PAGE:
Now they sat at the bar and at tables hunched over three hour old glasses of warm beer, remembering the scant highlights of their attempts to achieve the tailored suit and cheap cologne cachet of wise guys.

There were no guns in the room. They’d all been hocked years ago. There was a hole in every shoe, and a belt pulled tight round every empty belly. Metro Moe’s was a dead planet, without an orbit. It didn’t spin, and it was oblivious to the universe that had rejected it and its clientele.

Ricco Costantini and Victor Gatti sat together in a corner, each wearing an untidy black suit and yellowing white shirt without a tie, not talking except for the occasional word or phrase that would come out like a hiccup. When this happened to one, the other would nod in absolute agreement.

“1989,” one might say, for example, out of nowhere.

“Fuckin’ right,” would say the other. Without looking up. Then, perhaps, add something like, “Fuckin’ ’72 Chevrolet.”

“Fuckin’ ’72 Chevrolet.”

“Fuckin’ goddam ’72 Chevrolet.”

After that they’d move their beer glasses round in little circles for a moment, looking down at them. And then become perfectly still. Not a peep, maybe for hours.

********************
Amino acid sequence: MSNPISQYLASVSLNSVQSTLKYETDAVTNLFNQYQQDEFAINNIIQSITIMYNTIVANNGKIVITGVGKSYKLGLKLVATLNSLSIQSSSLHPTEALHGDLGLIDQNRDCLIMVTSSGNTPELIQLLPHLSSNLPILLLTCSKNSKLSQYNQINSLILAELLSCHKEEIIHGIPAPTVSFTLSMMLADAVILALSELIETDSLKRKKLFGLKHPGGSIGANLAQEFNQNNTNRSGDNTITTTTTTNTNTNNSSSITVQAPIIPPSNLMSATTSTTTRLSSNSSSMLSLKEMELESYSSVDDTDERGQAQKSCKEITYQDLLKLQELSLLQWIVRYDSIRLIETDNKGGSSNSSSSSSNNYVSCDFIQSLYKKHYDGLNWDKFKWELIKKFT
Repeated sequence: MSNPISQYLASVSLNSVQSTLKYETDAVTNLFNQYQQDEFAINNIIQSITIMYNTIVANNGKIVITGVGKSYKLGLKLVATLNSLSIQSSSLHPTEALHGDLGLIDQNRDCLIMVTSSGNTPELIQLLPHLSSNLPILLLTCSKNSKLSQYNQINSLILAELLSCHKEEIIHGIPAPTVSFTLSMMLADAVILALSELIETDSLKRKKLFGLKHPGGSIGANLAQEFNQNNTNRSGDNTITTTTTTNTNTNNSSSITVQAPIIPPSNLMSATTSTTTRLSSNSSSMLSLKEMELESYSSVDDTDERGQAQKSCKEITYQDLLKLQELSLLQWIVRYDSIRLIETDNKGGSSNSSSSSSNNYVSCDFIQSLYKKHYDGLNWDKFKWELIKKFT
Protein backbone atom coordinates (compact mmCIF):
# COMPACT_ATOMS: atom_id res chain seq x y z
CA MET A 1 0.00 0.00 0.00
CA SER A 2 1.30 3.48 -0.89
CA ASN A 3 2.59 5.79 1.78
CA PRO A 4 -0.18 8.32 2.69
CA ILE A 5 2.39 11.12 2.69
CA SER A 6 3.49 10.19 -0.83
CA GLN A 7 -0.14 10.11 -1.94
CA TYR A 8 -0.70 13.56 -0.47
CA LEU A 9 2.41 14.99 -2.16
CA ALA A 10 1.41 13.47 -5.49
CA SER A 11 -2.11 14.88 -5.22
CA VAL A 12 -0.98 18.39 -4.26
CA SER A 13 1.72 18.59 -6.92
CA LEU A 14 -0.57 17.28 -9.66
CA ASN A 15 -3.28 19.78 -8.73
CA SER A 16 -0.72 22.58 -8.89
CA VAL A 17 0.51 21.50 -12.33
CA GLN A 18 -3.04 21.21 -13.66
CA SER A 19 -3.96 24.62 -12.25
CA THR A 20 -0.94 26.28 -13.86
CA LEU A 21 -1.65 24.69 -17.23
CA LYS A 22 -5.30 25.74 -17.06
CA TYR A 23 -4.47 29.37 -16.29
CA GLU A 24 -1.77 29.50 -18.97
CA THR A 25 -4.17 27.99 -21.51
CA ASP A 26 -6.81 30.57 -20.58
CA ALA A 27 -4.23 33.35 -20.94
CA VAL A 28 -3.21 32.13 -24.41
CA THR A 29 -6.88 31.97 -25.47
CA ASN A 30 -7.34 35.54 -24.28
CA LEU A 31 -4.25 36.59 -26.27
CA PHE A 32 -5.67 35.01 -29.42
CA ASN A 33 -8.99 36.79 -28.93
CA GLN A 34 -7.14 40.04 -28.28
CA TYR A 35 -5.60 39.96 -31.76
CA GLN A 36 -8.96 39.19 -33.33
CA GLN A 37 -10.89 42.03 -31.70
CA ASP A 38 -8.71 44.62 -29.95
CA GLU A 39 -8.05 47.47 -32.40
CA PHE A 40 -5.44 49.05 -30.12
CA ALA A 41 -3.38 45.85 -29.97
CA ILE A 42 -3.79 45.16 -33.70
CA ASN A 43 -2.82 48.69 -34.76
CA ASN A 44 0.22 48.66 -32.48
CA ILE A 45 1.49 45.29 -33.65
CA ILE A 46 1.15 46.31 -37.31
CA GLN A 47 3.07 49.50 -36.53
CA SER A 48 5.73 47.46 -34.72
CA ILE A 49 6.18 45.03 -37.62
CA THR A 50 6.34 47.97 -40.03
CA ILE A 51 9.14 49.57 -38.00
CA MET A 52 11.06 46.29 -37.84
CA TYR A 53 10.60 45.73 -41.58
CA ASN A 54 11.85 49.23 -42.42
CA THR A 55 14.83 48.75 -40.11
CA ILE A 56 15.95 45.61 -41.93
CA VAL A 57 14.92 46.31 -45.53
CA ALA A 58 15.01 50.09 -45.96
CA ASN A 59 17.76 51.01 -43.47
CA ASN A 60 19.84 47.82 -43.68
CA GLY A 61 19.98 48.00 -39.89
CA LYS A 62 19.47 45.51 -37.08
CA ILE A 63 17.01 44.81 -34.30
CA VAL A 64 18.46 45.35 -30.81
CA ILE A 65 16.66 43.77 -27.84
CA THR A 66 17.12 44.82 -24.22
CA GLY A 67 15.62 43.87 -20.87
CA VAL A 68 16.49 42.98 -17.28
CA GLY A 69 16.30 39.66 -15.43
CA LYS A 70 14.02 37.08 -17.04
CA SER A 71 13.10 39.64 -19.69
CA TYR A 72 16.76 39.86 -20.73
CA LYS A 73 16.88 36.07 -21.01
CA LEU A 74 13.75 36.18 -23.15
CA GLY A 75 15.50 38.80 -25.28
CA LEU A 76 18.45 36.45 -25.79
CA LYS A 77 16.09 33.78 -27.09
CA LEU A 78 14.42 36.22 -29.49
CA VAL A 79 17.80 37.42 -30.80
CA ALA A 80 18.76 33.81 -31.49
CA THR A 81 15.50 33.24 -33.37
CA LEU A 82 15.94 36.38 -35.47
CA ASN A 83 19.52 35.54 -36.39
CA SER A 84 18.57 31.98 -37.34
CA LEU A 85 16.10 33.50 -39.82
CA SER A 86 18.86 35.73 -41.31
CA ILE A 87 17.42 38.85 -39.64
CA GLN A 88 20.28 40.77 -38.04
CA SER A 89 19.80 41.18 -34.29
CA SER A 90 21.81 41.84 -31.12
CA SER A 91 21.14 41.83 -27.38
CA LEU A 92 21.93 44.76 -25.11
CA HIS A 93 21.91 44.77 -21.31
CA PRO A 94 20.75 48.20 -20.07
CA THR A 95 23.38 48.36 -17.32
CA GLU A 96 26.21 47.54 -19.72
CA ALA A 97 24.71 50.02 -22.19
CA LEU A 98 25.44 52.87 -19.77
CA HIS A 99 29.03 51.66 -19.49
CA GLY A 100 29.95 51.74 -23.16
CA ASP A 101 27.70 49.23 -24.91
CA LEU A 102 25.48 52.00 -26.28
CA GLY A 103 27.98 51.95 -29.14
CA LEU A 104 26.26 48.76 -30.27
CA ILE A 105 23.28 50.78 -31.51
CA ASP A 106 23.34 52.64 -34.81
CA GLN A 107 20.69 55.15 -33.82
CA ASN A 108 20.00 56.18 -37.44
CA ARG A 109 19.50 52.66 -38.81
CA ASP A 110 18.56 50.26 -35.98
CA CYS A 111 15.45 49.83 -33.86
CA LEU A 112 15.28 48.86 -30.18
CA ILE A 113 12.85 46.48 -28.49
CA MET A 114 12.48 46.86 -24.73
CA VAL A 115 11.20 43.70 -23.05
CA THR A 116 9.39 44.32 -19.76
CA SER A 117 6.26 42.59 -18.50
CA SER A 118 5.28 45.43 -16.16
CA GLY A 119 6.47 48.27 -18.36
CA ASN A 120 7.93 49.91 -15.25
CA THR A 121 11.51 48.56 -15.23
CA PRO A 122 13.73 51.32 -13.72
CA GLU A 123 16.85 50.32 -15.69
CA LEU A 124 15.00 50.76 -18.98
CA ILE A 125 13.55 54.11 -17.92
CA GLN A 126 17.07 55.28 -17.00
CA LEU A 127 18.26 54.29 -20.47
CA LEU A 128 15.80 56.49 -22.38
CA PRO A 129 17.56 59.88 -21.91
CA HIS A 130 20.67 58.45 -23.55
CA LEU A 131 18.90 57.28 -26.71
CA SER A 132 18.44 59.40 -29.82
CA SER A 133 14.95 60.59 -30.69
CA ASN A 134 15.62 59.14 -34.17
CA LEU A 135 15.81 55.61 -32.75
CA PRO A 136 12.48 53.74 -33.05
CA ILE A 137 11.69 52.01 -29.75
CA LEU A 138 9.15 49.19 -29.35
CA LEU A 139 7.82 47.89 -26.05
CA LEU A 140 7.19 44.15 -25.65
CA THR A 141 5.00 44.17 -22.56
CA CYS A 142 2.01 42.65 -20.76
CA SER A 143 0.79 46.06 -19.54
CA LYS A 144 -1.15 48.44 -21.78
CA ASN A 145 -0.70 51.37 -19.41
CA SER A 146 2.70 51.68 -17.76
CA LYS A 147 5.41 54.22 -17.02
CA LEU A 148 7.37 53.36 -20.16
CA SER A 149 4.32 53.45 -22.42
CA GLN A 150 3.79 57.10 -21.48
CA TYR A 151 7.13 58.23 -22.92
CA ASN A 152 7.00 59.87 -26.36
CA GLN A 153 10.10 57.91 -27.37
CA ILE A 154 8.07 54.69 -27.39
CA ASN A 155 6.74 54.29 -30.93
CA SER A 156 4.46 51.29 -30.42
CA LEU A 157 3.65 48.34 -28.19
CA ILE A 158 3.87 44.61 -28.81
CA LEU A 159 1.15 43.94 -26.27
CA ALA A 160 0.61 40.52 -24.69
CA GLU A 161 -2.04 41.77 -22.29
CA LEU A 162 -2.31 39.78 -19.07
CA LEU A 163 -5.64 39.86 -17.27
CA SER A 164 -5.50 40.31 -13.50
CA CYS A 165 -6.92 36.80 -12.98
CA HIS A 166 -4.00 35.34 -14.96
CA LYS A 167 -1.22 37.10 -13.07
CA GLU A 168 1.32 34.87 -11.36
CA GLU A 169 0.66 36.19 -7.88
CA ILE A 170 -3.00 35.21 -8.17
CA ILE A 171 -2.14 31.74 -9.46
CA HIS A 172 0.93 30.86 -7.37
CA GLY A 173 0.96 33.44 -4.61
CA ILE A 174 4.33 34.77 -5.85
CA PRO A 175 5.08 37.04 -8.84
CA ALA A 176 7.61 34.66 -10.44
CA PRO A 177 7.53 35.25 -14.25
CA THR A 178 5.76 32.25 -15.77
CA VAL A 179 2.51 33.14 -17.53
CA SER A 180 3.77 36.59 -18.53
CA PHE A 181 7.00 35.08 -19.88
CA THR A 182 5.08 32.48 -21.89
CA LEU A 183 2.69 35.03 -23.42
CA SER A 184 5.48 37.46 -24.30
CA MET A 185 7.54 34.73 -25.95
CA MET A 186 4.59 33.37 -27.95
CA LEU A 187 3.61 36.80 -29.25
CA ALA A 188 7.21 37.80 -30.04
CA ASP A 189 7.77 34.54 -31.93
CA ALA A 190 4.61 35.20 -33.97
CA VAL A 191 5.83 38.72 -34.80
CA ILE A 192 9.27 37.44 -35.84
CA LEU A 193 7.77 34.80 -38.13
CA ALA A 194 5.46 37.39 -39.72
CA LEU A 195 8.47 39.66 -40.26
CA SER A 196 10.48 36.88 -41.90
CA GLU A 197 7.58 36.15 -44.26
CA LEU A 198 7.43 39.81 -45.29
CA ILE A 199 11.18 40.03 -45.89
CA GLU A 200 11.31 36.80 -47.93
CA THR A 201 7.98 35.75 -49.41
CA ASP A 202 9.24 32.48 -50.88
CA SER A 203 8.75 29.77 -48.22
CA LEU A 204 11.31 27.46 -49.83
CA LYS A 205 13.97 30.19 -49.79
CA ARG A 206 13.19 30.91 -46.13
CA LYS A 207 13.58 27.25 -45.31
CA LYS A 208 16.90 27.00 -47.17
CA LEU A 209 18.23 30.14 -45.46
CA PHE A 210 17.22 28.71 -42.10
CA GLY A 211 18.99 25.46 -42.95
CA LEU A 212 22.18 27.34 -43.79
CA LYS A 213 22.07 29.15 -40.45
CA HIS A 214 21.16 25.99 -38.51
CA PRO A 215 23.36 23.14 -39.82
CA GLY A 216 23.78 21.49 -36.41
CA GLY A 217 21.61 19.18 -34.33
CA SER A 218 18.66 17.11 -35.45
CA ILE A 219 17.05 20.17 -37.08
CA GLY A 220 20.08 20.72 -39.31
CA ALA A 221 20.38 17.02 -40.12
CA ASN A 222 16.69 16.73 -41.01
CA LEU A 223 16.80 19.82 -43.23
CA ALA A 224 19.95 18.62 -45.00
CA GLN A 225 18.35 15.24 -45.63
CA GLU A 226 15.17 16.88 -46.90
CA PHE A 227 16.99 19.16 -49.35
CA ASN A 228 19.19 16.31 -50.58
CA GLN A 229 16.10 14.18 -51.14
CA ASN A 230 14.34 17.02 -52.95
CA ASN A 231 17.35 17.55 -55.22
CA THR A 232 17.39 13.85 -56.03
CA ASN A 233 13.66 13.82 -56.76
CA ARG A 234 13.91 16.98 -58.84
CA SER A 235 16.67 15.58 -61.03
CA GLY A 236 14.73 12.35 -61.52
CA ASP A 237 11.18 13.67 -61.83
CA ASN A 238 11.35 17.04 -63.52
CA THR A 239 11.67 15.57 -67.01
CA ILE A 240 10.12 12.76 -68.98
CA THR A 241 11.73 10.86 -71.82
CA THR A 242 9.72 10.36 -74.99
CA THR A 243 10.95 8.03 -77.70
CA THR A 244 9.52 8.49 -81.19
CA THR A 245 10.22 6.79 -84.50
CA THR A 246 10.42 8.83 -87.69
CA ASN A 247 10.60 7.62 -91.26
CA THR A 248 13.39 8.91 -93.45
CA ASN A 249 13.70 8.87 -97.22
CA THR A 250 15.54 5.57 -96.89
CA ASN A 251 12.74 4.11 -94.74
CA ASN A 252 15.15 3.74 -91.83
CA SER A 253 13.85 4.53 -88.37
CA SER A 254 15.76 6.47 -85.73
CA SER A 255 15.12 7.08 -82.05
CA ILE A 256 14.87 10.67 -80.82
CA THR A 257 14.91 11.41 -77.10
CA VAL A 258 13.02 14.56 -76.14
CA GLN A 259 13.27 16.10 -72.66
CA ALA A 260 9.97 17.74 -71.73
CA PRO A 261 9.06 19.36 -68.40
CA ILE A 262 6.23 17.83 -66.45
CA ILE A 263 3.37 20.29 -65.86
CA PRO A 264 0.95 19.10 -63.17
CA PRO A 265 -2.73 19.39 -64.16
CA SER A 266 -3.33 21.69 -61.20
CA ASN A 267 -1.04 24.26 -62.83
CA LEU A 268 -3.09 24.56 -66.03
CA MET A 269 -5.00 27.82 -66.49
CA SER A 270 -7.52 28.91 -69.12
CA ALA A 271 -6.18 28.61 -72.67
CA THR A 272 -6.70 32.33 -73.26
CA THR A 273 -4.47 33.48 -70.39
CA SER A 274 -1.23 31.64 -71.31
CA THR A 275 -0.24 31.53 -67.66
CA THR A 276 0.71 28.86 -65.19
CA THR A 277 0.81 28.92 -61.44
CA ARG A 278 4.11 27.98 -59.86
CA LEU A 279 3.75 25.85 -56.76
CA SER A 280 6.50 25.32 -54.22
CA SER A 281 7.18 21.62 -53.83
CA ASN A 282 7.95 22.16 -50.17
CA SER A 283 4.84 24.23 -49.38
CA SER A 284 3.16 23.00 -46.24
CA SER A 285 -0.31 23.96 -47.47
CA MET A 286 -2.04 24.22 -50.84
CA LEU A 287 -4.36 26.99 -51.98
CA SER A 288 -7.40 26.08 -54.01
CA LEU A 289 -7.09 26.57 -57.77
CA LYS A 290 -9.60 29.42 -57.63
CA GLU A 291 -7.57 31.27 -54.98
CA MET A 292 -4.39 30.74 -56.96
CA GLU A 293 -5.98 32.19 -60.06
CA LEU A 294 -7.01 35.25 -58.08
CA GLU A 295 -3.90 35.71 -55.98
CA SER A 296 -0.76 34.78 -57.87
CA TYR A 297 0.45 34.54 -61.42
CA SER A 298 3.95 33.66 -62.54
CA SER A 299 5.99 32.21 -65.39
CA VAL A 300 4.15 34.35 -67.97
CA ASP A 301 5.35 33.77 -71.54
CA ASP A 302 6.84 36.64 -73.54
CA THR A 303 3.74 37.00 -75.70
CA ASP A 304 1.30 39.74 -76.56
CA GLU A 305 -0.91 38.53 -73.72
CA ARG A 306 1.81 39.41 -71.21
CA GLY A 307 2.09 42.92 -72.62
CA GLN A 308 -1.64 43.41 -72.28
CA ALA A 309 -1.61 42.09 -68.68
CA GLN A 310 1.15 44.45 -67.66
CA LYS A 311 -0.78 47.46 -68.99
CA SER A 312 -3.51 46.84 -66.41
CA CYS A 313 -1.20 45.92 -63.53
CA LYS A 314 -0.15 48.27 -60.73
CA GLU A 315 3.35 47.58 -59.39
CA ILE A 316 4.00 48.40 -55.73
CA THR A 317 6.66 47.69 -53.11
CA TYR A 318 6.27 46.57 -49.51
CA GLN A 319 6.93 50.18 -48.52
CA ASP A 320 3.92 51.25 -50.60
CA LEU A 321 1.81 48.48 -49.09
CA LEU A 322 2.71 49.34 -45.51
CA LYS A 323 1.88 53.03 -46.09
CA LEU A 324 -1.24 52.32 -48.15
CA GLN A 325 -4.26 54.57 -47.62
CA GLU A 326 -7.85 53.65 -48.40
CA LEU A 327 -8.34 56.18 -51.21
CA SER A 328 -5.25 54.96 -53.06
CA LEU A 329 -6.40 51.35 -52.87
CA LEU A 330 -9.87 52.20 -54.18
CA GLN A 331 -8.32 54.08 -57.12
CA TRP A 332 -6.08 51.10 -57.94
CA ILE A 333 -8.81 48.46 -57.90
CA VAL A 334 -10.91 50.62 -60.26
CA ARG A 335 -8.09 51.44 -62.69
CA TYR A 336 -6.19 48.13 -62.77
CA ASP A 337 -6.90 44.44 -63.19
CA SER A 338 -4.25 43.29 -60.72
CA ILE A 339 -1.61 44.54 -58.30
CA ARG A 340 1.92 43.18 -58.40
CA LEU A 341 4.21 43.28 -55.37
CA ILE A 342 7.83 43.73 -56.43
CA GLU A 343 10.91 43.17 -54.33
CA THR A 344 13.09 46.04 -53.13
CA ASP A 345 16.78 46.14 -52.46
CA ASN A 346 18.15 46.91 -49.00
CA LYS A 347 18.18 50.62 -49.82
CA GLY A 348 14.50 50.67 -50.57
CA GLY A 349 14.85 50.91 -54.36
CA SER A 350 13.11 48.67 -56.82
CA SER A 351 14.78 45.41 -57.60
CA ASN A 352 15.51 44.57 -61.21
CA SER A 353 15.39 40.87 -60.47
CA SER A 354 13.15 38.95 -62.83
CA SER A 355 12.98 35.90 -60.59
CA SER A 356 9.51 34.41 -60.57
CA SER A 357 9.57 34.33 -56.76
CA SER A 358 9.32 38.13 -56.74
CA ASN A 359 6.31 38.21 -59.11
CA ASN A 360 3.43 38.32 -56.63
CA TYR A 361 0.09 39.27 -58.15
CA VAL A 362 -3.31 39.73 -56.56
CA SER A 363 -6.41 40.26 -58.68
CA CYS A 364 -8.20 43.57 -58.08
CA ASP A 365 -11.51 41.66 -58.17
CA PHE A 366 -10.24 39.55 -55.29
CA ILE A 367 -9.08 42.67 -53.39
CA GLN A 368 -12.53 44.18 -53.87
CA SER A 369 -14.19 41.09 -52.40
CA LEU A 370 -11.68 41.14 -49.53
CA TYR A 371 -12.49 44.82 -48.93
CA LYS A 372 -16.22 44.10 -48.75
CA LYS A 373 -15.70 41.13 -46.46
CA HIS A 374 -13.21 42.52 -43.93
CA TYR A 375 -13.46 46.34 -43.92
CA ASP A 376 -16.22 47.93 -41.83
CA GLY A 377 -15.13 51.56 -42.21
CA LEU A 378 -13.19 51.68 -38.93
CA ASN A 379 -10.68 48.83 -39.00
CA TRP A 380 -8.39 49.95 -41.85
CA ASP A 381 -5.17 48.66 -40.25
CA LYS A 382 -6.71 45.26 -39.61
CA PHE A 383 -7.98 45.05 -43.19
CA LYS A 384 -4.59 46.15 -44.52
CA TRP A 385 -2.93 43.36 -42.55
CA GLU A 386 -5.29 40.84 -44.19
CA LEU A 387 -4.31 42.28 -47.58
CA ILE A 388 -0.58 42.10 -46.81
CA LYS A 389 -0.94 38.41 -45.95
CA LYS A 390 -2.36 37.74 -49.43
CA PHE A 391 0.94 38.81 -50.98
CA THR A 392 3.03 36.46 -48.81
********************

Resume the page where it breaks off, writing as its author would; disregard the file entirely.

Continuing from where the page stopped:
It was about a year ago that Victor Gatti hiccupped a name. This in itself was no big deal. Names were a big part of the stagnant narrative. But there was a silent rule that forbade the saying of certain names, even the mention of particular events. That’s why that when Gatti said – “Felicia” – Costantini said nothing, only sipped his flat beer.

“Felicia,” Gatti said again, monotone.

There was a blunt pause.

“You know not to say it,” said Costantini.

“She just came to mind.”

“That don’t mean you gotta say it.”

“Alright,” Gatti grunted. He lit a cigarette, and then he said, “She shouldn’t had done it.”

“It happened twenty years ago,” Costantini said. “For fuck sake. You don’t know what really happened, anyways. Only I do. Don’t make me relive it ‘cause you ran outta shit to say.”